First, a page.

• Acute Flaccid myelitis is a polio-like disease mostly affecting children
  • Researchers looked at the autopsy results of a child who died from it in 2008
  • They found evidence 'strongly implicating' enterovirus as a cause

Researchers have been working to find the cause of an uncommon paralyzing disease that has been affecting children in recent years. In a new case report, aen group of researchers found evidence that implicates the cause of the mysterious illness.

Acute Flaccid Myelitis (AFM) is a disease of the nervous system that often affects people below the age of 18. It is a "polio-like" illness that can cause muscle tone and response to become weak, sometimes leading to permanent paralysis. Although considered rare, it can be serious enough that even breathing becomes difficult.

However, cases of the condition have been rising in recent years, with large outbreaks in 2014, 2016 and 2018, the University of North Carolina (UNC) at Chapel Hill School of Medicine noted in a news release.

With researchers scrambling to search for the cause of the illness, the evidence so far suggests a "causal link" between enterovirus D68 (EV-D68) infection and AFM, having "often" been detected in patients' respiratory specimens. However, it has "rarely" been found in their cerebrospinal fluids, according to UNC School of Medicine.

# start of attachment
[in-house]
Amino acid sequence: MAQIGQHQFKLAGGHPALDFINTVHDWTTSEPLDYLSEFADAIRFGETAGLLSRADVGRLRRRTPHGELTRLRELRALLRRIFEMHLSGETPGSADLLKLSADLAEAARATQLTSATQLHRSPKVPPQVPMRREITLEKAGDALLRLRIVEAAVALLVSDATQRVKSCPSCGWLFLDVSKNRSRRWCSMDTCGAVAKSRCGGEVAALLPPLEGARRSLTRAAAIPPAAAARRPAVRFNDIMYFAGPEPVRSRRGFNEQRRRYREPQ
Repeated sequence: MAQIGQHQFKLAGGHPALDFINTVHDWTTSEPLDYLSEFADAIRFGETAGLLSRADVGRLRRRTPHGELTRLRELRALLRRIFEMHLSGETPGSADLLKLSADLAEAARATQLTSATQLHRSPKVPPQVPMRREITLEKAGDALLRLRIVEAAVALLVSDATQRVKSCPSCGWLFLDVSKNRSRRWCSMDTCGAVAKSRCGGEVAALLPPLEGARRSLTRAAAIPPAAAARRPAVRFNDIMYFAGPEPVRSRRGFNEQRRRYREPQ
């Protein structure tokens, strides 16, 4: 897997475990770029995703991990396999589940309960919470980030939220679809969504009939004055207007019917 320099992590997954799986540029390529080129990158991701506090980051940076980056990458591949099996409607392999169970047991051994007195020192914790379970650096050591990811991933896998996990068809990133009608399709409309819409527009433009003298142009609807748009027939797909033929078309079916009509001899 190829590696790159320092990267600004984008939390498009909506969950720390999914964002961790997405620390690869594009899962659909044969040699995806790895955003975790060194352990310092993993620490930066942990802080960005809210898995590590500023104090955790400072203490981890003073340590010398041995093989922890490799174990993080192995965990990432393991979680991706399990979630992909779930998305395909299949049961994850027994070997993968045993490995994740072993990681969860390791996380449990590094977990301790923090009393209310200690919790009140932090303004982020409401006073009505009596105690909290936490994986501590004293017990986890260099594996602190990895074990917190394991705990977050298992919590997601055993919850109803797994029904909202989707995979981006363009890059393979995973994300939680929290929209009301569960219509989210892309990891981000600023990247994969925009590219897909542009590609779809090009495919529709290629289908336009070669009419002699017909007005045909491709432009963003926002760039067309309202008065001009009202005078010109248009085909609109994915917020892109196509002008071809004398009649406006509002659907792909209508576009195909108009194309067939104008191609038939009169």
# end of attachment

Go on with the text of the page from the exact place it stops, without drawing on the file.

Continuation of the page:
In their case study, published in the New England Journal of Medicine (NEJM) Thursday, the researchers looked at the preserved autopsy specimens from a 5-year-old boy who died from AFM in 2008. They confirmed that EV-D68 "directly" infected the spinal cord neurons. They also found evidence of a corresponding "robust immune response."

"Autopsy material from a child who died from an acute flaccid myelitis–like illness showed EV-D68 RNA and protein in anterior horn cells and their axons, strongly implicating the virus as the cause of the disorder," the authors wrote.

Indeed, their findings provide further evidence that connects enterovirus D68 to AFM. In 2019, a team of researchers also detected antibodies against enterovirus in the spinal fluid from dozens of patients with AFM. They didn't find antibodies against any other virus in the AFM patients, thereby eliminating them as possible culprits.

Such findings contribute to the understanding of AFM and perhaps even how to treat it. The researchers of the current study then recommend a "balance" of antiviral or antibody drugs in combination with anti-inflammatory medicine if available.

"I think what this case really shows is that by the family of this 5-year-old boy electing to do an autopsy, they contributed an incredibly important observation to science that happened over a decade after their child passed away," study lead Matthew Vogt, MD, PhD of UNC School of Medicine said in the news release. "Their child's legacy lives on in the understanding of this disease that unfortunately took his life. Their decision could in turn be lifesaving for future children diagnosed with AFM."

Hospital Bed
Pictured: Representational image. Pixabay